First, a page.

Scott Forsyth expects to make a full recovery— though it may take some time for his balance to return completely. (Photo by John Boivin)

Rossland council candidate runs for office from hospital bed

Scott Forsyth suffered a stroke a few days into the 2018 municipal campaign

Scott Forsyth’s conducting one of the area’s more unusual campaigns this election season.

The 60-year-old Rossland man has been running for city council out of his hospital bed on the third floor of Kootenay Boundary Regional Hospital.

“On the 25th of September, I had a stroke,” he told the Rossland News. “I had not suspected a thing.”

Forsyth woke up that Tuesday morning unable to find his balance.

“I thought, this is bad,” he recalls. “I crawled to the bathroom, tried to sit up, and just keeled over.”

Rushed to hospital, ER doctors quickly concluded Forsyth had had a stroke.

Forsyth seems to have been fortunate: his speech, motor skills and cognition seem unaffected by the event. His balance, however, is slower coming back.

“But I am walking the halls with that walker, and I can stand up” he says. “And I’m throwing a ball back and forth in physio.”

Forsyth thought seriously about dropping out of the race. But his name was going to be on the ballot, and ultimately, he says, he’s sure he can do the job.

“The first year might be rough, but I am expecting to have a full recovery,” he says. “It just takes time, the body needs time to heal.

“And this is a four-year commitment. I didn’t want to shut myself out of the next four years of my life.”

Forsyth couldn’t make it to the all candidates forum on Oct. 2, but had a friend sit in for him. And he says it helps that small-town municipal races are reasonably laid-back affairs.

“In Rossland they’re pretty much non-campaign campaigns,” he says. “It’s low key, people know each other well and can ask each other questions.

“I am using Facebook to first tell people I am still running, and to ask them to vote for me.”

Forsyth credits the staff at the hospital for his swift recovery, saying he’s received amazing care. And he’s been touched by the outpouring he’s received from the community he’s called home for six years.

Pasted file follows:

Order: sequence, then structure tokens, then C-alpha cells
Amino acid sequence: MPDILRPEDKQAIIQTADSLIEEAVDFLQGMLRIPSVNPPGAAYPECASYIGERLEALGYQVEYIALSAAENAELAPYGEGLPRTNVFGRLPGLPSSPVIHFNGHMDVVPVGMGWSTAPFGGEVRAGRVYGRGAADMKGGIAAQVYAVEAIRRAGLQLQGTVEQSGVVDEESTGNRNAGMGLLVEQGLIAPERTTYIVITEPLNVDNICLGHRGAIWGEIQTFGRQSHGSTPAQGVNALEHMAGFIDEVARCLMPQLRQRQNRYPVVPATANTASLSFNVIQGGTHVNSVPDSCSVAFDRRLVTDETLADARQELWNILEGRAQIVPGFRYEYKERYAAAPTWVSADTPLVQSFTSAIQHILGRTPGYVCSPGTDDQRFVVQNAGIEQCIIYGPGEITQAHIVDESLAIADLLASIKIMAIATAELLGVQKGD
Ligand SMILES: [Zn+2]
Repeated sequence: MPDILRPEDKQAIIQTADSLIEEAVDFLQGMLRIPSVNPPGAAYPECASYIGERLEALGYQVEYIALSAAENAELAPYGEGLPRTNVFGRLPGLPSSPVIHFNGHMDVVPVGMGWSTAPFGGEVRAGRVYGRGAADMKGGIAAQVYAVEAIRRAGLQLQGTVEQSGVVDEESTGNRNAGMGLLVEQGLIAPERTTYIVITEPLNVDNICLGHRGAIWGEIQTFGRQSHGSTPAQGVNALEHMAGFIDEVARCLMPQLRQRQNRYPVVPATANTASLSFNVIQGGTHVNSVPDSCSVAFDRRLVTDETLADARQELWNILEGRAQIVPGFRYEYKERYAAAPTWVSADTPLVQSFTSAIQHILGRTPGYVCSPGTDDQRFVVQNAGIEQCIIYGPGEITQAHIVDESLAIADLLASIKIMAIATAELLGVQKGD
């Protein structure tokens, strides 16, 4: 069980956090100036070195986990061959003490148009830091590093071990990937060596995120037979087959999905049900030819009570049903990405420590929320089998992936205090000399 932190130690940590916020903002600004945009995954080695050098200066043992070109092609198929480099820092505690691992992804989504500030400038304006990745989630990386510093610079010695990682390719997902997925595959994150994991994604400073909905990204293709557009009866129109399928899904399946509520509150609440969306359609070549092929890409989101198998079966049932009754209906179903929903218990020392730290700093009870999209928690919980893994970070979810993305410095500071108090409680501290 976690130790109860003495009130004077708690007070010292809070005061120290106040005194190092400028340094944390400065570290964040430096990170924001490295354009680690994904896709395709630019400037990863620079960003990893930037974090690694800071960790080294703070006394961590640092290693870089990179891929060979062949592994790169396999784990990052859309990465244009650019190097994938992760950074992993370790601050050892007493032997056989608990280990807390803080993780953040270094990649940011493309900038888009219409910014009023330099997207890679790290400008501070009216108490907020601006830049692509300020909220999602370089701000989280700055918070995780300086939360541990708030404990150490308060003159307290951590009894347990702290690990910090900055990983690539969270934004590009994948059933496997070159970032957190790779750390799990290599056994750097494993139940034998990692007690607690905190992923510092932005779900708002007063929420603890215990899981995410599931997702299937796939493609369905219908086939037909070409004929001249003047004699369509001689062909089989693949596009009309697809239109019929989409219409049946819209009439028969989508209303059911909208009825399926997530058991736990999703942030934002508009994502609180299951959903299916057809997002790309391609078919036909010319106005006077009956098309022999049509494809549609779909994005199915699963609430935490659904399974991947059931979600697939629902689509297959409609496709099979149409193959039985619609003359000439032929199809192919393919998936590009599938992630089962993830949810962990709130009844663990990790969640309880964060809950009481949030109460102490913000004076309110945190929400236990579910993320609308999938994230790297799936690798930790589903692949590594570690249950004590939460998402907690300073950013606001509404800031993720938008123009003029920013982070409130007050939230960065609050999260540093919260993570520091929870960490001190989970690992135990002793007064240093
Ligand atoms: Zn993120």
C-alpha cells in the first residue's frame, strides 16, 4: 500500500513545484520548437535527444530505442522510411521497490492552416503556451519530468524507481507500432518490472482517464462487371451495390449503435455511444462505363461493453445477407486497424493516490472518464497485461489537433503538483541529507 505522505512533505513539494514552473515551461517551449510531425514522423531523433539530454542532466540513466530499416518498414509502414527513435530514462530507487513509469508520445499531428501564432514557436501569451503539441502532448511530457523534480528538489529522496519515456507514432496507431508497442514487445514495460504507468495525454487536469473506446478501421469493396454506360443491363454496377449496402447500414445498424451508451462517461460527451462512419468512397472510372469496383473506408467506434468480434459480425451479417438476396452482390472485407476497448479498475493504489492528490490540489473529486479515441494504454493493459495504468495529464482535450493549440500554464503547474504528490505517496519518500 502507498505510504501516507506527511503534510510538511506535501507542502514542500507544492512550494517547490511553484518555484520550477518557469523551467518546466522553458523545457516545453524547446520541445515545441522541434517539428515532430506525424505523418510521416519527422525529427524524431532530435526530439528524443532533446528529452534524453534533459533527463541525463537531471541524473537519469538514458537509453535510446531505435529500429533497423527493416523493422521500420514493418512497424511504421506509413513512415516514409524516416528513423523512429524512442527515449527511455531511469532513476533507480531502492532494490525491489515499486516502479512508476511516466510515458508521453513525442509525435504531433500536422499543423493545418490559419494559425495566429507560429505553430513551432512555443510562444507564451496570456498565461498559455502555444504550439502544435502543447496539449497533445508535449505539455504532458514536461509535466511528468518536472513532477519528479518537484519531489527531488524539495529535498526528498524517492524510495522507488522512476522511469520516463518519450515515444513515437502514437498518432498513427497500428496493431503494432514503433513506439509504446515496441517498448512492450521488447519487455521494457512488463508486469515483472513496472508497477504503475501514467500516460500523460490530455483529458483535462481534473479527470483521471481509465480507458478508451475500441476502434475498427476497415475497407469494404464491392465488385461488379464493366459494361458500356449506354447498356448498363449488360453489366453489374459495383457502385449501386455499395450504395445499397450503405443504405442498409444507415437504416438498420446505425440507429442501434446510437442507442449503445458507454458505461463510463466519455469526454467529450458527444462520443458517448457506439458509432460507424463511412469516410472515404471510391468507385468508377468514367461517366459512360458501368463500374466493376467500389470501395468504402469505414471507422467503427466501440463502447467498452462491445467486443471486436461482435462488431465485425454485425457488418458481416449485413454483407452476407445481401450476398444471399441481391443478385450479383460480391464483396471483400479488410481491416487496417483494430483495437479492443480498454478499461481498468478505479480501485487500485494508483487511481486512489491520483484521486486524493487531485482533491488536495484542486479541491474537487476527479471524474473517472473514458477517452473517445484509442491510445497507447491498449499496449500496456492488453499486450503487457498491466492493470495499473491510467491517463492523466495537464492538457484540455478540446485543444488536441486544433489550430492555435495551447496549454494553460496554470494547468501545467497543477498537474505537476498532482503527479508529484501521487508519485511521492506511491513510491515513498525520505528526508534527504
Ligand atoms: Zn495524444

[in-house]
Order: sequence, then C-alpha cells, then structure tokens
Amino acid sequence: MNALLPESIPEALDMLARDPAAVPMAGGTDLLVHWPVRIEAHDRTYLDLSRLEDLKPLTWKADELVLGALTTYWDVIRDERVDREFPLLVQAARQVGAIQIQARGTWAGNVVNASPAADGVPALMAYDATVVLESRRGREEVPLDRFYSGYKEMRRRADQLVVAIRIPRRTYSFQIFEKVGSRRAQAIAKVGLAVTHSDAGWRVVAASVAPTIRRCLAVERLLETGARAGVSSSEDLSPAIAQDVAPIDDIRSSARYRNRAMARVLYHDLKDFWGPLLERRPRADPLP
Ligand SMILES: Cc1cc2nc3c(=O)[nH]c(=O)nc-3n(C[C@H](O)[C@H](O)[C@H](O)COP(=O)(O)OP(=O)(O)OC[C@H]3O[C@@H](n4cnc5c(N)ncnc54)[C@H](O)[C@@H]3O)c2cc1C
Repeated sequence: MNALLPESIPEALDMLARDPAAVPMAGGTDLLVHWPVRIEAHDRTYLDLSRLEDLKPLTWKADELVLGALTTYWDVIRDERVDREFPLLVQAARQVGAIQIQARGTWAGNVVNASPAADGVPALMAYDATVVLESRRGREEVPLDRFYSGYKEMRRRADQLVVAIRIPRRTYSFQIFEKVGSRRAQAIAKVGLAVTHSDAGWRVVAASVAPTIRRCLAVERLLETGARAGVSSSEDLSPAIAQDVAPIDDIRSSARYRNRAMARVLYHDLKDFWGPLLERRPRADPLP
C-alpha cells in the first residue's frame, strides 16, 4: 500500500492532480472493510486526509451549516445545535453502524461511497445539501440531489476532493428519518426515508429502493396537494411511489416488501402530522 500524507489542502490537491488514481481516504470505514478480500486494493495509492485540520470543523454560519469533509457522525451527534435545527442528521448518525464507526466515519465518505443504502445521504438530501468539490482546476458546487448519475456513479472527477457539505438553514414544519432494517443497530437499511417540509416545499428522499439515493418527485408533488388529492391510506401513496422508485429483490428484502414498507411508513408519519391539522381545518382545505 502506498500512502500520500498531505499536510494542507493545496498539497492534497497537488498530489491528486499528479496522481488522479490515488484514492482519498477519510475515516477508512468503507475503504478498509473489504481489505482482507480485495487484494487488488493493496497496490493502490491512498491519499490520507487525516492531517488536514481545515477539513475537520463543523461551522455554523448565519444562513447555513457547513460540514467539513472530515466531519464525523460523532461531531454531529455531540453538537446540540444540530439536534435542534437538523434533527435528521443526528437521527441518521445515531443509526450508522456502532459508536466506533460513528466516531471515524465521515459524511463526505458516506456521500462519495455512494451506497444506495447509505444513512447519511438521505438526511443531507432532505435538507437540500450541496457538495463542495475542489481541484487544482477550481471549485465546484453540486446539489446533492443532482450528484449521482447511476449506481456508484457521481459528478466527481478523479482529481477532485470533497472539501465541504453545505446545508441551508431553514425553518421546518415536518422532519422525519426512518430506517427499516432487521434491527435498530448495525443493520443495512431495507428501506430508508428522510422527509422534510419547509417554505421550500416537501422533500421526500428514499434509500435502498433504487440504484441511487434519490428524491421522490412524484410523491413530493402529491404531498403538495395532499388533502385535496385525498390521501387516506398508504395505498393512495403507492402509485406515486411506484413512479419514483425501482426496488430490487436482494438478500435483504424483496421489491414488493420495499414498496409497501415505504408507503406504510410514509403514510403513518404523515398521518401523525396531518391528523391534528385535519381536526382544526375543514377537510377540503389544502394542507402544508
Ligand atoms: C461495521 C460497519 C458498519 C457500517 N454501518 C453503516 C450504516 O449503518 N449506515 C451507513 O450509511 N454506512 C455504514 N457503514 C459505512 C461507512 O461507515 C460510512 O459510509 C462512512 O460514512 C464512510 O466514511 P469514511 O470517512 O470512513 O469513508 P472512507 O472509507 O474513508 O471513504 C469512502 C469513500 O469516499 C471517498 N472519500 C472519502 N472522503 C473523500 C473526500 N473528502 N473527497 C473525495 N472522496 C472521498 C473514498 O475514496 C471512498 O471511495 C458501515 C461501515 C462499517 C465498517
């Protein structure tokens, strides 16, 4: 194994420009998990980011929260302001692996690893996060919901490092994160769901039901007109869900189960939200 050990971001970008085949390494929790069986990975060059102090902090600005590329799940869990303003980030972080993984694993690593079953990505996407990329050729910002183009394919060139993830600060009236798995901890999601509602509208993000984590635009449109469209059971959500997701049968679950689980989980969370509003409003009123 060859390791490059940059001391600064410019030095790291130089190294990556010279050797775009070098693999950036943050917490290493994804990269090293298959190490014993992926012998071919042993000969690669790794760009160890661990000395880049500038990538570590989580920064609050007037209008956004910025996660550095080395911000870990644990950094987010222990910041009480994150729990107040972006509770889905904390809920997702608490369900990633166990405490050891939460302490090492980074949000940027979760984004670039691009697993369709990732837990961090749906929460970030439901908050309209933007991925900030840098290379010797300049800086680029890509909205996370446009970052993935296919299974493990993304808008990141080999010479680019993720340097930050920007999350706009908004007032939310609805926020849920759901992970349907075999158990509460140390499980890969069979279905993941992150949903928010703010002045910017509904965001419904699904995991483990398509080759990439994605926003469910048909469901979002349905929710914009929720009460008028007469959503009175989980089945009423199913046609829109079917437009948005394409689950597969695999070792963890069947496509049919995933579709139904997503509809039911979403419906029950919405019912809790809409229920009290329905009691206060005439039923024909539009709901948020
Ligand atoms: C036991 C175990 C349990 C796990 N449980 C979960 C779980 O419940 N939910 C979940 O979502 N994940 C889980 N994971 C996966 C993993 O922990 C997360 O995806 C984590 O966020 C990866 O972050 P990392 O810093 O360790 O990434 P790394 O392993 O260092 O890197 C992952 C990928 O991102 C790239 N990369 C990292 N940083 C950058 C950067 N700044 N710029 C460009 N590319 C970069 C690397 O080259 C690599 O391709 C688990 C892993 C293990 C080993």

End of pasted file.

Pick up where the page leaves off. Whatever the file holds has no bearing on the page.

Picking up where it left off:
“The whole thing oddly enough has been a positive experience,” he says. “The whole world’s culture is about independence and individualism. It’s easy to get pulled away from community.

“Then something like this happens. And you are surrounded by the love and support of your friends, and the care of the hospital… it’s been good.”

On the day the News visited, Forsyth was due to go home the next day. He says he’ll take a few days to settle in, then perhaps combine his recovery with the election campaign.

“I picture just being out on Columbia, practicing walking, talking to people,” he says. “I’m not sure, maybe I’ll put a campaign sign on top of my hat.”

Just Posted

What’s Up: Things to see and do on Family Day

There’s plenty of fun to be had across the West Kootenay this coming long weekend!

Call a foul on cancer with the Pink Whistle Campaign

Local basketball referees are raising money for cancer research

Man found dead identified as Andreas Pittinger

Pittinger was known locally for hosting a radio show

Biologists discover another female calf in depleted South Purcell Mountain Caribou herd

Calf will be moved to Revelstoke maternity pens, then released

Man seriously hurt after police shooting near Nelson

Incident has been reported to provincial police watchdog

VIDEO: Historic night in Red Deer as 2019 Canada Winter Games kicks off

Star-studded Opening Ceremony features athletes from across Canada

B.C. students win Great Waters Challenge video contest

Video, mural and song about saving the salmon claims the top prize

B.C. couple attacked with acid, slashed with knife in Vietnam

Warning, graphic images: Man has burns on 80 per cent of his body, slashed with knife

Flying squirrels found to glow pink in the dark, including two from B.C.

Squirrels from Hope and Abbotsford were included in the biologists’ database

Ontario police field complaints over Amber Alert for missing girl, 11, found dead

Some said the Amber Alert issued late Thursday for Riya Rajkumar disrupted their sleep

Names keep adding to vaccine petition started by B.C. mom

Maple Ridge mom started campaign to make vaccination a condition of attending school

Northern B.C. First Nation clan says ancient tools found at pipeline work site

Archeologists from the Smithsonian Institute estimate one of the stones found dates back up to 3500 years

Wilson-Raybould resignation stokes anger, frustration within veterans community

Liberals have had three veterans-affairs ministers — Kent Hehr, Seamus O’Regan and Wilson-Raybould

Most Read